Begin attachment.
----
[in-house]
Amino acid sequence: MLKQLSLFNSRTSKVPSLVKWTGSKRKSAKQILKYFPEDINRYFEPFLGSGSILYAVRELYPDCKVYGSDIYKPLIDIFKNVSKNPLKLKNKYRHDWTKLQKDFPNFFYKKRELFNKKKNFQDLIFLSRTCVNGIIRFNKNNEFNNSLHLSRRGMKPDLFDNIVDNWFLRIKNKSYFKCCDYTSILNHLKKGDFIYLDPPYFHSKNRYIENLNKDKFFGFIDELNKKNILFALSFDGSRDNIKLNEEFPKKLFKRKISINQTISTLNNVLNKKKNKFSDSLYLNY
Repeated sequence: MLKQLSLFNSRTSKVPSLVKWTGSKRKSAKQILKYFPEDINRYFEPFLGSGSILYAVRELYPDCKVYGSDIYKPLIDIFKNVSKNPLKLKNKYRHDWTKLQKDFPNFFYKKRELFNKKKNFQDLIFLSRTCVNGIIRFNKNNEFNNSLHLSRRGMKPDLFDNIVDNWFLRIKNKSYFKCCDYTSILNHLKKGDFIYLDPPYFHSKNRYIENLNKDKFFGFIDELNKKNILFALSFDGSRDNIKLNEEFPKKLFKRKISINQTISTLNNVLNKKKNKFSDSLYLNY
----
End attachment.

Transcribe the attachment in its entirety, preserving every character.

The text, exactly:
[in-house]
Amino acid sequence: MLKQLSLFNSRTSKVPSLVKWTGSKRKSAKQILKYFPEDINRYFEPFLGSGSILYAVRELYPDCKVYGSDIYKPLIDIFKNVSKNPLKLKNKYRHDWTKLQKDFPNFFYKKRELFNKKKNFQDLIFLSRTCVNGIIRFNKNNEFNNSLHLSRRGMKPDLFDNIVDNWFLRIKNKSYFKCCDYTSILNHLKKGDFIYLDPPYFHSKNRYIENLNKDKFFGFIDELNKKNILFALSFDGSRDNIKLNEEFPKKLFKRKISINQTISTLNNVLNKKKNKFSDSLYLNY
Repeated sequence: MLKQLSLFNSRTSKVPSLVKWTGSKRKSAKQILKYFPEDINRYFEPFLGSGSILYAVRELYPDCKVYGSDIYKPLIDIFKNVSKNPLKLKNKYRHDWTKLQKDFPNFFYKKRELFNKKKNFQDLIFLSRTCVNGIIRFNKNNEFNNSLHLSRRGMKPDLFDNIVDNWFLRIKNKSYFKCCDYTSILNHLKKGDFIYLDPPYFHSKNRYIENLNKDKFFGFIDELNKKNILFALSFDGSRDNIKLNEEFPKKLFKRKISINQTISTLNNVLNKKKNKFSDSLYLNY